Are we nearing the end of science? – The Washington Post

Are we nearing the end of science? That is, are we running out of answerable questions, leaving us with only some mop-up duty, working around the edges of the great scientific achievements of Darwin, Einstein, Copernicus, et al.?

via Are we nearing the end of science? – The Washington Post.

This seems tangentially related to my last post, although I hadn’t seen this article before I wrote it.  (I actually wrote that previous post Monday evening.)

It’s worth noting that this article is not asking the same question I did.  I was asking whether scientific progress might eventually be judged too expensive to be worth the cost.

This article asks whether all the big questions have been answered.  I think the answer to that is most emphatically no, and it takes a pretty myopic view of things to think otherwise.  (The article author agrees although he discusses someone who doesn’t.)

And even when the current big questions will have been answered, I’m pretty sure we’ll always have new ones, even if they eventually become so expensive we no longer pursue them.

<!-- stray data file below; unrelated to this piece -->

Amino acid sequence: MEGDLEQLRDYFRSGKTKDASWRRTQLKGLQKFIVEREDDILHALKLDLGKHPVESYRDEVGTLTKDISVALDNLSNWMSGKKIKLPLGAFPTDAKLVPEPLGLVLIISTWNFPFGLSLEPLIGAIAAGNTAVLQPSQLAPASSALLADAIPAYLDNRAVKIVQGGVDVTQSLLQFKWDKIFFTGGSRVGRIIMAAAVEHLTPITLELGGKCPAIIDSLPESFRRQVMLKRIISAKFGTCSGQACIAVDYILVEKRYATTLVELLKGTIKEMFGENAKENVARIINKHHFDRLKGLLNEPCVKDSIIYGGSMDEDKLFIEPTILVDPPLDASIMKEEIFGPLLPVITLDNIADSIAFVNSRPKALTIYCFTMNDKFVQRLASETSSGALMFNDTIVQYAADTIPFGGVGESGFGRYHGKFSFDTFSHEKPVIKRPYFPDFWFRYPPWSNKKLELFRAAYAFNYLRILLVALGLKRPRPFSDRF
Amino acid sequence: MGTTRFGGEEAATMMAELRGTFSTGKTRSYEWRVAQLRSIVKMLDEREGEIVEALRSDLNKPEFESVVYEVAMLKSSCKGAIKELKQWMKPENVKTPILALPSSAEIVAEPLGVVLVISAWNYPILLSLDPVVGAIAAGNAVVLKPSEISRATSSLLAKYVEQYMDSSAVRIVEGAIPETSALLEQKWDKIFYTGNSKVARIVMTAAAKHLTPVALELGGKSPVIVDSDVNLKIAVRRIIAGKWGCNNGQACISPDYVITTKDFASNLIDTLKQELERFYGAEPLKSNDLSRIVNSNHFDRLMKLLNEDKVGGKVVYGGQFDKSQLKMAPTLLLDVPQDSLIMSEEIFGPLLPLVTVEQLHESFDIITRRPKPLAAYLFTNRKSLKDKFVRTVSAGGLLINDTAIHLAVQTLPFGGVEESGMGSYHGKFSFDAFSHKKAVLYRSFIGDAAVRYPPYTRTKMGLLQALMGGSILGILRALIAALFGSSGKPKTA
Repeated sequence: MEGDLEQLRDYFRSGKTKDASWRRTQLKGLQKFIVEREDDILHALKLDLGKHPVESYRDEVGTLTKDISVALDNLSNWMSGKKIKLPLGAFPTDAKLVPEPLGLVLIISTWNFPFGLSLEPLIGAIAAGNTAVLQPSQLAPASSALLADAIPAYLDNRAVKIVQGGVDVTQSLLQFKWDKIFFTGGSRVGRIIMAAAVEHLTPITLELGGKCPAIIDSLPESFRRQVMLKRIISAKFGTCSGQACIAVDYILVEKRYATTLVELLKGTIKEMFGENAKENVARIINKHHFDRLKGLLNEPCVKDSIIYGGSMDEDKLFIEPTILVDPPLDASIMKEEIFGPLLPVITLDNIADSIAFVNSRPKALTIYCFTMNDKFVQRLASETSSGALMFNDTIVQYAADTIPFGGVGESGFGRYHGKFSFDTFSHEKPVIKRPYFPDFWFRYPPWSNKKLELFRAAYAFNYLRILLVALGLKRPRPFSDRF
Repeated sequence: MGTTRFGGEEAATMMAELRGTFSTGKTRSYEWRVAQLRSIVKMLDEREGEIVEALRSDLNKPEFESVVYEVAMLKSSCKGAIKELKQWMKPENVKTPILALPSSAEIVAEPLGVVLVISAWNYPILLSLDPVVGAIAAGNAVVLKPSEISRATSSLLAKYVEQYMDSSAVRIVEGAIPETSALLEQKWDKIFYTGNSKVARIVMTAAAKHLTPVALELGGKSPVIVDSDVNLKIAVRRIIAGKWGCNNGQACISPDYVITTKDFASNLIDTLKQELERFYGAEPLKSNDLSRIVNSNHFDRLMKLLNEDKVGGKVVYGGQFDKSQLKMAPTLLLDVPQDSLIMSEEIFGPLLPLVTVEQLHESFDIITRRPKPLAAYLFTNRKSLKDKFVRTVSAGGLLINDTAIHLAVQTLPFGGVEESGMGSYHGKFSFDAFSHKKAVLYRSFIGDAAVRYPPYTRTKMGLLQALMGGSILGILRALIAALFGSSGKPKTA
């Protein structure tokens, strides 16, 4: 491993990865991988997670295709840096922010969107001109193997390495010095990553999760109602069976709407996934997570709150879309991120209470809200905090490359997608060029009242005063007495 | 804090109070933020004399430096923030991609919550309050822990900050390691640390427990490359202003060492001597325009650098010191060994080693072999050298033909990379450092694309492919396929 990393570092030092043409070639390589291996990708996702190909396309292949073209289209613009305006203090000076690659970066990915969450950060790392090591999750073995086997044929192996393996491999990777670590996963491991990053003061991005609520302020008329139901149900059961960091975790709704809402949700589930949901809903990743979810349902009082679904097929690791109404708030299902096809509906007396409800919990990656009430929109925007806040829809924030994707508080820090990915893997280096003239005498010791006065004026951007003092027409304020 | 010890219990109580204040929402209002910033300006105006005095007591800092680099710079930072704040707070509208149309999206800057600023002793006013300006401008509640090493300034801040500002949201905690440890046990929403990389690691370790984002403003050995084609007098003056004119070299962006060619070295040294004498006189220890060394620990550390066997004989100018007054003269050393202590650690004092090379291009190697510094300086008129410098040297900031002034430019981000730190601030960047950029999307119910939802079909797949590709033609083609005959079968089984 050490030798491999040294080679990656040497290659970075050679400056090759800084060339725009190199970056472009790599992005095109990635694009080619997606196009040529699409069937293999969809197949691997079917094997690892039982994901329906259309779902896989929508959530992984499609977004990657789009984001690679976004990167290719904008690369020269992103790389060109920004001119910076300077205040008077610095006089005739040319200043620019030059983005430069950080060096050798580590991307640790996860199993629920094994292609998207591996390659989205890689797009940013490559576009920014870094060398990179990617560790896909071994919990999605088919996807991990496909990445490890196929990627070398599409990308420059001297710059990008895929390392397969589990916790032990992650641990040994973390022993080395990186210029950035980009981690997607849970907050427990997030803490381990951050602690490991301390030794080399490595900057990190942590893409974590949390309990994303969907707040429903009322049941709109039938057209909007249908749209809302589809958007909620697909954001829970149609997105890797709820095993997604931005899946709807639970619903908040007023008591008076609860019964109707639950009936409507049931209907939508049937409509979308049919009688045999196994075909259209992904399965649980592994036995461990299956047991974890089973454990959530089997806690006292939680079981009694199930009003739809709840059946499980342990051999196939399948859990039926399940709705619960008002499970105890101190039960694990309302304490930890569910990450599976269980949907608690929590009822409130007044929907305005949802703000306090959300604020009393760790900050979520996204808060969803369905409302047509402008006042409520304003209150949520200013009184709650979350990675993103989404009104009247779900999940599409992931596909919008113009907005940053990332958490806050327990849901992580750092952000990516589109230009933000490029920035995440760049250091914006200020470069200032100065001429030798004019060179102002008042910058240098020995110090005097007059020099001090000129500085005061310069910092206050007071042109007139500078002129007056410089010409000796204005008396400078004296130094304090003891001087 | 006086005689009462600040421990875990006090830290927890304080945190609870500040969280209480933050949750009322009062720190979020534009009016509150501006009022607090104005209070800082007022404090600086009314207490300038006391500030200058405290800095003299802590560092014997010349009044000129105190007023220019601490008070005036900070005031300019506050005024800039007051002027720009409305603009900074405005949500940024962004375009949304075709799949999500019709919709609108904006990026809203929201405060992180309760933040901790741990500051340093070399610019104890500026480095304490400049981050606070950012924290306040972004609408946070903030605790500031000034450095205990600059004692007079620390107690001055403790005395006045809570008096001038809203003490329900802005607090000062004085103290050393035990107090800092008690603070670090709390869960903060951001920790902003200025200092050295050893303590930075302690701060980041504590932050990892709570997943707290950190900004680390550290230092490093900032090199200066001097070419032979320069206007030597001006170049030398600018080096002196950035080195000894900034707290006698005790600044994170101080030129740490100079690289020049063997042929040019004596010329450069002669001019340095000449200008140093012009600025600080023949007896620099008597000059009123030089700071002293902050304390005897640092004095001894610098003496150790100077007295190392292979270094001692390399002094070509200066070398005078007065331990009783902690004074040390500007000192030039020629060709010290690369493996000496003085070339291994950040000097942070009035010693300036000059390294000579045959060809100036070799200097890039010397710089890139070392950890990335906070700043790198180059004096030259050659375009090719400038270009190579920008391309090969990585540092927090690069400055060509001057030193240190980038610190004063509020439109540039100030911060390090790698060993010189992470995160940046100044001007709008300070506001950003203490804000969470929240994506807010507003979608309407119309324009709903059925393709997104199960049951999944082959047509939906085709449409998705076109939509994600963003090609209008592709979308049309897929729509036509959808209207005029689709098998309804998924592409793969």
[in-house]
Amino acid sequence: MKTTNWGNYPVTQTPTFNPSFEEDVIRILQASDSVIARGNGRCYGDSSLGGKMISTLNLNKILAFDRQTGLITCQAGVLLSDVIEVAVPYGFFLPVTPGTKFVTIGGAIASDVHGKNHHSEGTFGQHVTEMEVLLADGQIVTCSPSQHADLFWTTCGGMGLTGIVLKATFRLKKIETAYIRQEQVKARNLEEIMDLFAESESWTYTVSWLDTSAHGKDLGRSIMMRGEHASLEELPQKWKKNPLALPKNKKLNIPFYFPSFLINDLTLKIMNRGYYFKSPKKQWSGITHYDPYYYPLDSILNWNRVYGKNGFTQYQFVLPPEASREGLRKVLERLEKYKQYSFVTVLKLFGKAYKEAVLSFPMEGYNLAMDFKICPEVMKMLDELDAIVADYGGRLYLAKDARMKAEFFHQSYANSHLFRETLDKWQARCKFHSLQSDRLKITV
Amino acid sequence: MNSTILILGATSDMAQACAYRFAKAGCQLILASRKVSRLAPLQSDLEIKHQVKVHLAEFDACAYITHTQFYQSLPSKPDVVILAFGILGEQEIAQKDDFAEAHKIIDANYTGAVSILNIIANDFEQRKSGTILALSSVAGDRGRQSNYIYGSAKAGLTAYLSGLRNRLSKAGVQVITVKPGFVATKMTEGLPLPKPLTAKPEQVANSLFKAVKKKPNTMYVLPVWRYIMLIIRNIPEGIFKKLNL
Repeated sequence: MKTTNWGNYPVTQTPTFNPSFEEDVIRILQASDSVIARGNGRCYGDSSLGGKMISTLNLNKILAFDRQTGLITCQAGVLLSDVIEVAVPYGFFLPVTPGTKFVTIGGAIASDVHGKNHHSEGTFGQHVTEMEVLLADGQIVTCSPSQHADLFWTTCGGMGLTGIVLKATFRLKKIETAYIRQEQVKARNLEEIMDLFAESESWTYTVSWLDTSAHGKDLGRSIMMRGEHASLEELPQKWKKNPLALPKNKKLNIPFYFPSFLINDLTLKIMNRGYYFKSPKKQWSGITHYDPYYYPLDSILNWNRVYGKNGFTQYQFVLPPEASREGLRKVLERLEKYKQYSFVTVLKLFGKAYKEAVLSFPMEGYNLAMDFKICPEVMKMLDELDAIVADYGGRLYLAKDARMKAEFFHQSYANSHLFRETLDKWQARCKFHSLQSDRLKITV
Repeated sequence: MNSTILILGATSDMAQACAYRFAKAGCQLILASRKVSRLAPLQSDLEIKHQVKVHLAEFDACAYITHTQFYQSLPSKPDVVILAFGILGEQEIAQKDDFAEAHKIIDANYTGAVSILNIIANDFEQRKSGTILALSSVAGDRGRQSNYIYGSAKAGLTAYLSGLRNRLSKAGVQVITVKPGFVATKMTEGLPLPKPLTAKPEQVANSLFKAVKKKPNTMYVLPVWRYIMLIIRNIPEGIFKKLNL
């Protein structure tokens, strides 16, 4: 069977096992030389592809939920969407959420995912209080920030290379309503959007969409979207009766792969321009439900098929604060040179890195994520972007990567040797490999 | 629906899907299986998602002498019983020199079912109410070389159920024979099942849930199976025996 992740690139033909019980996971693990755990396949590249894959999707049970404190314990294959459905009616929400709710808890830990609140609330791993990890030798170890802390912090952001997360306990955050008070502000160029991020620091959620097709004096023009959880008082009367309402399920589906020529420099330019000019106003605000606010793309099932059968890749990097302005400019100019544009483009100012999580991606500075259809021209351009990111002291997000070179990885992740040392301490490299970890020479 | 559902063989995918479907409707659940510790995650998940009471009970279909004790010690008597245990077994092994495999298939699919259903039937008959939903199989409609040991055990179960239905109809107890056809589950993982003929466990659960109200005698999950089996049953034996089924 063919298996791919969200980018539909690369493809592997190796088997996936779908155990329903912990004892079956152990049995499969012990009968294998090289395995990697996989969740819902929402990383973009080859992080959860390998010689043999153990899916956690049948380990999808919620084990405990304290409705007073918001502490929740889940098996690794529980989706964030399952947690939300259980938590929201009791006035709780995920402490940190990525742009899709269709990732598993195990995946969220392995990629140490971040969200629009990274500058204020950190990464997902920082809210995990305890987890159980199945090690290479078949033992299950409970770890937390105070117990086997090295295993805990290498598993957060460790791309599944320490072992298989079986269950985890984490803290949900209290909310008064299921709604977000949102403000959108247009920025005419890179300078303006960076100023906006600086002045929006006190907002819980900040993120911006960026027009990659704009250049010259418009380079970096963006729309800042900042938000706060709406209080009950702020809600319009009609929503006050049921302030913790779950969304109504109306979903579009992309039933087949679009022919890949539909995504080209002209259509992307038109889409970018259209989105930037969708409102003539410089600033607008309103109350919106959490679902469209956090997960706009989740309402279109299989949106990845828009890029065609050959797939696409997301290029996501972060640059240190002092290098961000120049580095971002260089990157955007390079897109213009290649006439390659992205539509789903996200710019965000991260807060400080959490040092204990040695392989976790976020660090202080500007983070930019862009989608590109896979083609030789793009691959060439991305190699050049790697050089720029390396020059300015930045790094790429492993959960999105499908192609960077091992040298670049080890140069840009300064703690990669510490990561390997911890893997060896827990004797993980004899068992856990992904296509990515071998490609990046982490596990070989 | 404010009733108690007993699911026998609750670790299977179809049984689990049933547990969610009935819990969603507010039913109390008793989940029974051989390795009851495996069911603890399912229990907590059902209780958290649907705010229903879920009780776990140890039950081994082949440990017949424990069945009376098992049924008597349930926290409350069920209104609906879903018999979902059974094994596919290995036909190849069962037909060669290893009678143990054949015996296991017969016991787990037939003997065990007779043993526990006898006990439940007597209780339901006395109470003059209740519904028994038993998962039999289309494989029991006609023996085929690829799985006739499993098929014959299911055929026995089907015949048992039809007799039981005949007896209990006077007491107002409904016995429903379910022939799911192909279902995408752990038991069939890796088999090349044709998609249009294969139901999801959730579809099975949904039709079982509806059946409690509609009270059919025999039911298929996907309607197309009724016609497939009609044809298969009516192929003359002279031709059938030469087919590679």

6 thoughts on “Are we nearing the end of science? – The Washington Post

  1. The very idea that we’re reaching the end of science sounds ridiculous, especially if you know anything about the history of science. At one time, we thought we knew 95% of everything there is to know, with only a few anomalous things left to figure out. Then Einstein had his miracle year and published four papers that showed that that last 5% were only the first clues to a deeper reality.

    Okay, we’ve found the Higgs boson and the discovery of life on another planet will probably come any day now, but we still don’t understand dark matter or dark energy. Not even a little bit. We still don’t have evidence to confirm or refute string theory. We still don’t know why the universe is made of matter and not anti-matter. The day that we do understand those things, we’ll have a whole new appreciation for how the universe really works, and I’m sure there will be a wide range of new mysteries for us to solve as well.


  2. People thought science was almost complete at the end of the 19th century. Then came Planck and Einstein. Personally I think reality also contains systems for which a complete description does not exist (like human culture). We will never come to the end.
    I find it more likely that we will run out of resources, like you described in your previous post. It looks like our whole civilization is running against the limits of the planet.


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